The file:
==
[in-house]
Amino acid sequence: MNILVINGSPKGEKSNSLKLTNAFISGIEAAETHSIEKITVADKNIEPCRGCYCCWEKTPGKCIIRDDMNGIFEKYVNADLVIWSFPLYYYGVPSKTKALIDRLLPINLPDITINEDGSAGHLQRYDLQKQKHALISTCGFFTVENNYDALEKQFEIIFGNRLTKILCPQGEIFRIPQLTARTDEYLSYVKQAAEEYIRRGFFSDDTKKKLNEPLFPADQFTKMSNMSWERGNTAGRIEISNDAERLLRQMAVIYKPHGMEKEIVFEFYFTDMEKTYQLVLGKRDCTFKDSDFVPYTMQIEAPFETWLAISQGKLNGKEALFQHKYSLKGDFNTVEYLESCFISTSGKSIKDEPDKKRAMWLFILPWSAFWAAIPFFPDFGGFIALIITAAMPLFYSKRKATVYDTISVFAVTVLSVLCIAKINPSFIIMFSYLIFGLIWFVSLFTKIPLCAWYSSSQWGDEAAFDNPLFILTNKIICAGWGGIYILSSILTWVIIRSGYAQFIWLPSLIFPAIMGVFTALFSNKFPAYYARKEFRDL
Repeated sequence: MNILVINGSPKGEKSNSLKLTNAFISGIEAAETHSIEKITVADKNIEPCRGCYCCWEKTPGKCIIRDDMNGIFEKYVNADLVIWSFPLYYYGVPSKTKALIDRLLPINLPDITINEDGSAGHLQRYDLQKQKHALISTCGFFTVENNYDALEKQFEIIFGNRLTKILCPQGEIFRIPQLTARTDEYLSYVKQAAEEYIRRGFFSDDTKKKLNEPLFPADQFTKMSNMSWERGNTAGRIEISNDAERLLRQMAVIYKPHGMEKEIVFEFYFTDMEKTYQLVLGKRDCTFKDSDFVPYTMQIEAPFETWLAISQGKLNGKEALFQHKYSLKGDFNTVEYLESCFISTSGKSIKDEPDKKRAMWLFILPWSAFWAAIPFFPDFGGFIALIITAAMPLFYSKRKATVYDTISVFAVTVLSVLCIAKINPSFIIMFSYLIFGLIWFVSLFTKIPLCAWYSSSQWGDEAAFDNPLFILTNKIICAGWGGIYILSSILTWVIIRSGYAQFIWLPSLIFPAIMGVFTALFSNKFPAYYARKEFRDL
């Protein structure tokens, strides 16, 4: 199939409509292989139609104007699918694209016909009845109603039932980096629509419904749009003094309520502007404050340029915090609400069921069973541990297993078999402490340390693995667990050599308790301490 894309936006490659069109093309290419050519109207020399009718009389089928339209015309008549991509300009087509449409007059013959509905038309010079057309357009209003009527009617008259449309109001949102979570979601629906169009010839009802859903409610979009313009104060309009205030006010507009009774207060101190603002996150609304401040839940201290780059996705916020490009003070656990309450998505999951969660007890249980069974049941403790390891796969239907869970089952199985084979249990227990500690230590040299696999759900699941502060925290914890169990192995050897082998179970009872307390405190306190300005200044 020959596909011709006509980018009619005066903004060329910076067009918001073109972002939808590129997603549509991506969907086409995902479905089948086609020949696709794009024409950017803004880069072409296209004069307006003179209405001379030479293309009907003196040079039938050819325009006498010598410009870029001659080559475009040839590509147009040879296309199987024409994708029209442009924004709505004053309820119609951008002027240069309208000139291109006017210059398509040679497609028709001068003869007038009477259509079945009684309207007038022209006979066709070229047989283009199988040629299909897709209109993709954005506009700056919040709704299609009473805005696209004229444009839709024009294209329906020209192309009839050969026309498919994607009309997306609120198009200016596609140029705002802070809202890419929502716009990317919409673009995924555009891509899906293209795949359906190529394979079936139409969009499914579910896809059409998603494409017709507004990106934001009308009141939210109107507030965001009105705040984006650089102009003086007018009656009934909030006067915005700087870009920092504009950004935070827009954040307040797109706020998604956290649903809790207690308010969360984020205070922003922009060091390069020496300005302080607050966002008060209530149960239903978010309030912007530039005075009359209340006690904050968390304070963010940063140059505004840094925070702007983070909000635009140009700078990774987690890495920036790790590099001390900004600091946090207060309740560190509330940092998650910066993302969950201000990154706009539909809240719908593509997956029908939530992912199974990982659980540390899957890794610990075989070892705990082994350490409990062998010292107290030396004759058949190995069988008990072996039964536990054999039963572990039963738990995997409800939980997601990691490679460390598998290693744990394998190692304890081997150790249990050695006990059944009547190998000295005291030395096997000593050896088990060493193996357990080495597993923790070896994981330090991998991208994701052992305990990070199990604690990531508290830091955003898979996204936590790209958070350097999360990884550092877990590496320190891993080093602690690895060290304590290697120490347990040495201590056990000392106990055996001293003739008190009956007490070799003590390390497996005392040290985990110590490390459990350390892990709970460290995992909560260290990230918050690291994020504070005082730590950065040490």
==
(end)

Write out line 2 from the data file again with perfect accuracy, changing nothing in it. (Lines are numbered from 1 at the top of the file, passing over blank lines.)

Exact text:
Amino acid sequence: MNILVINGSPKGEKSNSLKLTNAFISGIEAAETHSIEKITVADKNIEPCRGCYCCWEKTPGKCIIRDDMNGIFEKYVNADLVIWSFPLYYYGVPSKTKALIDRLLPINLPDITINEDGSAGHLQRYDLQKQKHALISTCGFFTVENNYDALEKQFEIIFGNRLTKILCPQGEIFRIPQLTARTDEYLSYVKQAAEEYIRRGFFSDDTKKKLNEPLFPADQFTKMSNMSWERGNTAGRIEISNDAERLLRQMAVIYKPHGMEKEIVFEFYFTDMEKTYQLVLGKRDCTFKDSDFVPYTMQIEAPFETWLAISQGKLNGKEALFQHKYSLKGDFNTVEYLESCFISTSGKSIKDEPDKKRAMWLFILPWSAFWAAIPFFPDFGGFIALIITAAMPLFYSKRKATVYDTISVFAVTVLSVLCIAKINPSFIIMFSYLIFGLIWFVSLFTKIPLCAWYSSSQWGDEAAFDNPLFILTNKIICAGWGGIYILSSILTWVIIRSGYAQFIWLPSLIFPAIMGVFTALFSNKFPAYYARKEFRDL